In October 2019, Malta’s Finance Minister, Professor Edward Scicluna, presented the Malta Government’s budget for 2020. Among its broader objectives and incentives, the budget also inevitably impacts Malta’s real estate sector. Following the latest episode of the Real Estate Conversation, JEFFREY BUTTIGIEG, COO of RE/MAX Malta, sits down with JESSICA AZZOPARDI, corporate tax partner at Finanzi Limited, to discuss how Budget2020 will affect the real estate industry in Malta.
As we venture into the coming year, the chatter around shifts in the Maltese real estate sector is palpable. There are claims that rents have become unaffordable and first-time buyers are finding it increasingly difficult to get a foot onto the property ladder. This comes after years of growth in the Maltese economy and a booming property market. In fact, in 2020, Malta’s GDP is set to rise by 4.3 per cent with a surplus of 1.4 per cent – a markedly positive projection but nevertheless a rate of growth that is lower than previous years. So where does this leave Malta’s real estate industry?
Overall, the property measures that were unveiled in the annual budget are positive. First and foremost are the threshold amendments made to the first-time and second- time buyers’ schemes – both of which are crucial for buyers and sellers throughout Malta.
“When buying real estate, the standard rate of stamp duty is 5 per cent,” explains Ms Jessica Azzopardi. “However, the law provides some exemptions, and that’s where the buyers’ schemes come in. First-time buyers will now be exempt from paying stamp duty on the first €175,000, and after that, they’ll pay a reduced rate of 3.5 per cent.” To put this into perspective, the 3.5 per cent rate has been there for many years. The new change is the threshold increase of €25,000 from €150,000. Ms Azzopardi goes on to explain, however, that there are very precise terms and conditions that accompany this programme.
“It specifically says that the property must be your first immovable one. So, for example, if you own a garage before buying your first residential property, you won’t be eligible for the first-time buyer’s scheme. This is because even though the garage is not a residential property, it is still an immovable property.
“However, in cases such as this – where it is your first residential property, but not your first immovable one – you can still benefit from a reduced stamp duty rate of 3.5 per cent on the first €175,000, after which you’ll pay the full rate of 5 per cent.”
A commonly asked question, though, is whether the scheme applies to a person selling their first and only residential property to upgrade their home. “The first-time buyers’ scheme is very clearly only for your first ever immovable property for residential purposes,” Ms Azzopardi points out.
“In this case, the person will be eligible for the second-time buyers’ scheme, through which one initially pays the stamp duty rate of 5 per cent on the property’s value, but then receives a refund of 3.5 per cent on the first €86,000. Importantly, the scheme is only applicable if you sell and replace your former immovable property within a year.”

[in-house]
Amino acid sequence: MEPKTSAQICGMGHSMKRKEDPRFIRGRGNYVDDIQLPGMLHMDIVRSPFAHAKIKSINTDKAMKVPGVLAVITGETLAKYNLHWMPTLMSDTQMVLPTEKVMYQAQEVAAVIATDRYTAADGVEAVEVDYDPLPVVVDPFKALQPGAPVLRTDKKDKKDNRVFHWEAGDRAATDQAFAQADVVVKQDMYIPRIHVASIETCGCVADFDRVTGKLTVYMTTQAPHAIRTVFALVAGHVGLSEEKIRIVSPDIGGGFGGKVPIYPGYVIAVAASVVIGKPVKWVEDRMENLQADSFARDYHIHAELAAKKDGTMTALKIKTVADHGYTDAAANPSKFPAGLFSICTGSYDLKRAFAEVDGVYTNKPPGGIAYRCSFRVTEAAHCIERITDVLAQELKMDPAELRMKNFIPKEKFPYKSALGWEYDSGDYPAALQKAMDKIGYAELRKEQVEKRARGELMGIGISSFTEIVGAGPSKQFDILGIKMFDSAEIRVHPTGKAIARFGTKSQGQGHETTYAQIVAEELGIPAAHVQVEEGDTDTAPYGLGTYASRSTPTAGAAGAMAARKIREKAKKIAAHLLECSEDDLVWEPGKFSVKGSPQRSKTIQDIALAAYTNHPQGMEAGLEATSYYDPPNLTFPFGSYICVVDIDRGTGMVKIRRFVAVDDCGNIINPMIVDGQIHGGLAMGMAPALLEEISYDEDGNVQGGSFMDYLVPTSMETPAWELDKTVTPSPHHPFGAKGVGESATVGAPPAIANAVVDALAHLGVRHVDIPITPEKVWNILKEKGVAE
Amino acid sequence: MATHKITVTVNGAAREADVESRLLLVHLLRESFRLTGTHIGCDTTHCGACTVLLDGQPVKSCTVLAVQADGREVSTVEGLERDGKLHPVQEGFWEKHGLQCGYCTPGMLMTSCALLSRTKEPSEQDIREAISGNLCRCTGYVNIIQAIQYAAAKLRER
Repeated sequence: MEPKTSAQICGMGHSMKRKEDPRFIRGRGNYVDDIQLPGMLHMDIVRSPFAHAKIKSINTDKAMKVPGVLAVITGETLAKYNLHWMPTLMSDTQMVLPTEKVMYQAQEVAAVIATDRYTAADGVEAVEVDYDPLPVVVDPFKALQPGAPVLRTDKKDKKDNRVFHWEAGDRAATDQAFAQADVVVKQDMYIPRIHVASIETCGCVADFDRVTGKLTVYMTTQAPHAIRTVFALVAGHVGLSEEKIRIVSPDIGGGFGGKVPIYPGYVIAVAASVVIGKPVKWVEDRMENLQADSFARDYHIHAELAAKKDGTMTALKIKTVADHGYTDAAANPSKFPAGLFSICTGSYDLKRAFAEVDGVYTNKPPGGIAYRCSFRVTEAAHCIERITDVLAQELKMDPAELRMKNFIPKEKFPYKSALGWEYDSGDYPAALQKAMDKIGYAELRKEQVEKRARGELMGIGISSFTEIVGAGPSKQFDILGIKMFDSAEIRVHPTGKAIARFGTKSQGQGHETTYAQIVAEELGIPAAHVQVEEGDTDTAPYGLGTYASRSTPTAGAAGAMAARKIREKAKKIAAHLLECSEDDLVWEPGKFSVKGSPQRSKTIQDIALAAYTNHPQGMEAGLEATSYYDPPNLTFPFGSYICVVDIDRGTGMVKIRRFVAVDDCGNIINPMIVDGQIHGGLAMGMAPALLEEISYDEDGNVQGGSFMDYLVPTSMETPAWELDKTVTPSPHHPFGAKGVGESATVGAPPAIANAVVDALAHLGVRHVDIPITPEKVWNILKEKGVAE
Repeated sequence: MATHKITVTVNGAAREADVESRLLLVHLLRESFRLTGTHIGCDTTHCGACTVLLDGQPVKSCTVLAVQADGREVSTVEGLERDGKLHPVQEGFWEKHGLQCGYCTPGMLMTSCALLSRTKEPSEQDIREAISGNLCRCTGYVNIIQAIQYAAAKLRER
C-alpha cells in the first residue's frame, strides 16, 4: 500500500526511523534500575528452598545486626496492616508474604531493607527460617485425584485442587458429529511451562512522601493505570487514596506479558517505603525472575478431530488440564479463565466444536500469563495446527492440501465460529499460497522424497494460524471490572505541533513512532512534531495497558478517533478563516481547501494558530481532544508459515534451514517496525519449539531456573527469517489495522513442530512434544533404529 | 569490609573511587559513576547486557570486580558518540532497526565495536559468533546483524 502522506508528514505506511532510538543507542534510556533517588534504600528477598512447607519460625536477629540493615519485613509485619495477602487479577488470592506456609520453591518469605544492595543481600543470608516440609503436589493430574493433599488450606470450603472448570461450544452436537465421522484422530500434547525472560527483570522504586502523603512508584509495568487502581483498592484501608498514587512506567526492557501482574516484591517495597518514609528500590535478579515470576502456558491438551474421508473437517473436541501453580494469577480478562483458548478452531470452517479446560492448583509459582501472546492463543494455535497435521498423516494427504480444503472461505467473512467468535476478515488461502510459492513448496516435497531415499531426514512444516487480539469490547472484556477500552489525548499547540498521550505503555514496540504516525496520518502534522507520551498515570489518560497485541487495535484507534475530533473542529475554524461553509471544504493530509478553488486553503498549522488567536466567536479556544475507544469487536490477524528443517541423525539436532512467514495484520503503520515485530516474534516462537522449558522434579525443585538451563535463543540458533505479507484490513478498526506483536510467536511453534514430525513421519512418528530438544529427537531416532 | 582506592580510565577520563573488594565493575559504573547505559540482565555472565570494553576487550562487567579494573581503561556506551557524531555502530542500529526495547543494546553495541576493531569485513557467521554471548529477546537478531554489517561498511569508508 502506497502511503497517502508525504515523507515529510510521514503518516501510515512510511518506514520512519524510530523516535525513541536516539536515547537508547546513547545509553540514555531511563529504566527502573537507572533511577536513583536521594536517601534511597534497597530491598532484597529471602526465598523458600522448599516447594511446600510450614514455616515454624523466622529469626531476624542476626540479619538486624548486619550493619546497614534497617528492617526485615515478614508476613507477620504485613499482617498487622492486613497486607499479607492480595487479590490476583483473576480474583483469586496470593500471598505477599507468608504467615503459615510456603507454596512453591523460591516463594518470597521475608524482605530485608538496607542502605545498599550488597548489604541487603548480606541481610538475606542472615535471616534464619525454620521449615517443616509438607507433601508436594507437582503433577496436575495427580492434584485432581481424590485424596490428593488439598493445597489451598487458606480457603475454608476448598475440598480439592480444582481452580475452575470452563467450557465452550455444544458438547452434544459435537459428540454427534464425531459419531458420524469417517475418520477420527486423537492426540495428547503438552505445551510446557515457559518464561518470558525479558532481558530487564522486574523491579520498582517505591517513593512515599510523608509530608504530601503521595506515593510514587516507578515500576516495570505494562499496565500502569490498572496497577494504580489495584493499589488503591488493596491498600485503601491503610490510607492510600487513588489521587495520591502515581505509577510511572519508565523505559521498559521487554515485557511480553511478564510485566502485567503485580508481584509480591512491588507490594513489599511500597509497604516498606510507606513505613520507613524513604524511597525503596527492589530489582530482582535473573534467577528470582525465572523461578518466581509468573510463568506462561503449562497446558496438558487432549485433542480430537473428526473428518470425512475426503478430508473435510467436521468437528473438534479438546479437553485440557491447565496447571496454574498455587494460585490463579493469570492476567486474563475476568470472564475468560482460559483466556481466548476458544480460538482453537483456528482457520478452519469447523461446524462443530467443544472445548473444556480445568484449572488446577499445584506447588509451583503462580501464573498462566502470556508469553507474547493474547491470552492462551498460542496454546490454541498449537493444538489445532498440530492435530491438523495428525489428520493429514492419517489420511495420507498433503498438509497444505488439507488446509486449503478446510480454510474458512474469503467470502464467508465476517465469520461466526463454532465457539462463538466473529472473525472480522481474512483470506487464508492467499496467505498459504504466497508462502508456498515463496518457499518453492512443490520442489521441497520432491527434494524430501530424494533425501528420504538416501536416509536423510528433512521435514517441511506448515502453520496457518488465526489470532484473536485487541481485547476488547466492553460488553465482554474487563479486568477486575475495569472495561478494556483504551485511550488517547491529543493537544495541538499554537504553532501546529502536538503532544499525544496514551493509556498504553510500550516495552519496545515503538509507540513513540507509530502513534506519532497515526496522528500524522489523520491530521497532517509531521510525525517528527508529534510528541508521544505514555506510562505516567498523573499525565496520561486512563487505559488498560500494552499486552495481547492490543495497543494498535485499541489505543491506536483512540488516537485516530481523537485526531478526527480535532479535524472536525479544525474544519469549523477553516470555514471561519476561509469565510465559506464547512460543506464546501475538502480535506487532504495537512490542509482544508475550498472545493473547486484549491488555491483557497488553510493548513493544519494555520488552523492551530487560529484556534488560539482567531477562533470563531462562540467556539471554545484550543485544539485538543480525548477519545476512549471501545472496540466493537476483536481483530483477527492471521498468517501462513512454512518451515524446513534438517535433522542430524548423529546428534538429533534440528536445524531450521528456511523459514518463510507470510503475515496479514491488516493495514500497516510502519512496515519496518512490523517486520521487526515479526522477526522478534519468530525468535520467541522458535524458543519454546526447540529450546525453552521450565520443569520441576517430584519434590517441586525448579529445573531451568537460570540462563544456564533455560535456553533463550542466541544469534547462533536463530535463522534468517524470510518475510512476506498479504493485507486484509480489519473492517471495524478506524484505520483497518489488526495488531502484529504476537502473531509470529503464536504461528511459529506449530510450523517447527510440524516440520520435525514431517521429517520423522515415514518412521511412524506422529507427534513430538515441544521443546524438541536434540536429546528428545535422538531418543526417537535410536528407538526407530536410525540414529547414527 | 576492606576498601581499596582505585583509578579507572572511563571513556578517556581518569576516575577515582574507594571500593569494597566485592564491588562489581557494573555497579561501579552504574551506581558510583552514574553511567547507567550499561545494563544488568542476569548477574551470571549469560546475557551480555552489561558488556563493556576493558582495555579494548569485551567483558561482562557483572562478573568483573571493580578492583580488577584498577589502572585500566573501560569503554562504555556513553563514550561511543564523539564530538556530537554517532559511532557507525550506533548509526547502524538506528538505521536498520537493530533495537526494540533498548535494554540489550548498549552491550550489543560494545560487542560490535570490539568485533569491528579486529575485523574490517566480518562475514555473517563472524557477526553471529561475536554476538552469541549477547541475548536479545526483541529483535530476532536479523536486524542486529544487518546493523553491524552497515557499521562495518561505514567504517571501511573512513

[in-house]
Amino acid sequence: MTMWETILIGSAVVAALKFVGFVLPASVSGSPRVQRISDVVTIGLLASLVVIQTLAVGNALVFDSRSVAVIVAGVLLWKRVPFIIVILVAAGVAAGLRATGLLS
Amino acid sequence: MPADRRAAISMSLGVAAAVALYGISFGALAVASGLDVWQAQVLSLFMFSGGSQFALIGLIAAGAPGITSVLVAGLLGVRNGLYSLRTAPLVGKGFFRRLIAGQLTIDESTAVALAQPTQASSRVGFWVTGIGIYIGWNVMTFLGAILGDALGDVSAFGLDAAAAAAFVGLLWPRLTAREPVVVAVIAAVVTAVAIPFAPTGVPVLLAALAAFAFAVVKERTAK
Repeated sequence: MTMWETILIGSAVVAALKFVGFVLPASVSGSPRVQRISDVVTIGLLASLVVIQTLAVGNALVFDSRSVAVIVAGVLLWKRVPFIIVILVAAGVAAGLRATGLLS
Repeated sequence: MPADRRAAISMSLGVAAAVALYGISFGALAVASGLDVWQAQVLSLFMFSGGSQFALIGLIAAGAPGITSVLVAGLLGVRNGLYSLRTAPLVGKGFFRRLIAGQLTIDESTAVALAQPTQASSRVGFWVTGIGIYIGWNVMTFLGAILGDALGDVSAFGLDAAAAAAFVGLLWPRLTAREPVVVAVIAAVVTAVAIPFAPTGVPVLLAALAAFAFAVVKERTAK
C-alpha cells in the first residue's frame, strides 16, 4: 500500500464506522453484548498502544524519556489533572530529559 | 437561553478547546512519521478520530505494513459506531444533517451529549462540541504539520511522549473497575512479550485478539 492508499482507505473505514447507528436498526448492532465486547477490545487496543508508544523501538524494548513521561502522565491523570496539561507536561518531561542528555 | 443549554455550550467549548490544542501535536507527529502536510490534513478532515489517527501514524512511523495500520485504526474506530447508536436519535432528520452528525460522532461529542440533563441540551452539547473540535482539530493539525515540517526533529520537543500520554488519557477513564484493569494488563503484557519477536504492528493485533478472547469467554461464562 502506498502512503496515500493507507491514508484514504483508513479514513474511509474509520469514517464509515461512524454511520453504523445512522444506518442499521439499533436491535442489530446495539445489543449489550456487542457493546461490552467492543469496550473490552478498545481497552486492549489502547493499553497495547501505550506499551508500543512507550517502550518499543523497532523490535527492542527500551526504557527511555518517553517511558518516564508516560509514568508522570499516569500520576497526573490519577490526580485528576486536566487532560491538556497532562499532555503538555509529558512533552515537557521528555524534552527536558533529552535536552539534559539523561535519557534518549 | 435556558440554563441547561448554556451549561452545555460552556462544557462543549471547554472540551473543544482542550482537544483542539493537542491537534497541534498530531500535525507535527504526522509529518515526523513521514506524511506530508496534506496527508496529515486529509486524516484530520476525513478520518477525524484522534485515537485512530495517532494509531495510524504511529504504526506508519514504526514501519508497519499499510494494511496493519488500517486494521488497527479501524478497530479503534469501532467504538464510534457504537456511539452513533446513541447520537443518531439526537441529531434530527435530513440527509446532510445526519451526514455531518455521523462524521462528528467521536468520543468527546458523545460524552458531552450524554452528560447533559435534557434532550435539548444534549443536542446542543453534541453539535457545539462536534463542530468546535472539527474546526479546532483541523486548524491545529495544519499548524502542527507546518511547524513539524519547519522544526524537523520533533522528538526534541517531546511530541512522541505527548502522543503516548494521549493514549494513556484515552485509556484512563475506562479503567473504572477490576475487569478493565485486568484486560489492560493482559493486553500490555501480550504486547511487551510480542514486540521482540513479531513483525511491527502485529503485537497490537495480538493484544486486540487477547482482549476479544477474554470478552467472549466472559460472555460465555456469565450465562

As well as the buyers’ schemes, the budget also targeted inherited properties. Ms Azzopardi explains the stamp duty rate of 3.5 per cent has been extended to the first €175,000 on the value of inherited properties – also a threshold increase of €25,000. As would be expected, however, there is some fine print that comes attached.
“It all depends on whether or not the inherited property was the ordinary residence of the deceased,” she clarifies. “If it was and it is being inherited by the spouse or children, then the inheritors will be totally exempt from paying stamp duty. However, if it wasn’t the deceased’s ordinary residence but it is the residence of the person inheriting the property, then the person living there and inheriting it as his/her own residence can claim the reduced stamp duty rate of 3.5 per cent on the first €175,000.”
Ms Azzopardi also highlights that the budget’s measures affect instances where there is the transfer of a ‘promise of sale’ – or konvenju. This is a situation in which you are in the process of buying a property and it is still on konvenju – so, you have not actually signed the contract yet. For whatever reason, you decide not to go through with the purchase and you want to sell on. What are the tax implications?
“Currently, the law says that you must pay 7 per cent provisional tax on the profit from the transfer of the konvenju,” says Ms Azzopardi. “However, the government has announced that, as from 1 January 2020, there will instead be a new rate of 15 per cent final withholding tax on the first €100,000 profits. Unfortunately, however, we’re still waiting for the legal notice with regulations and further details about this change.” Interest Free Loans for Under 40’s.
Besides the changes highlighted by Ms Azzopardi, there are also interest-free loans for first-time buyers under 40, as well as reductions in the duty paid by buyers of property in urban conservation areas. All in all, Budget2020 has been advantageous for the real estate market. These positive impacts, spurred on by Malta’s growing economy, will continue to resonate across Malta’s real estate industry in the upcoming economic cycle.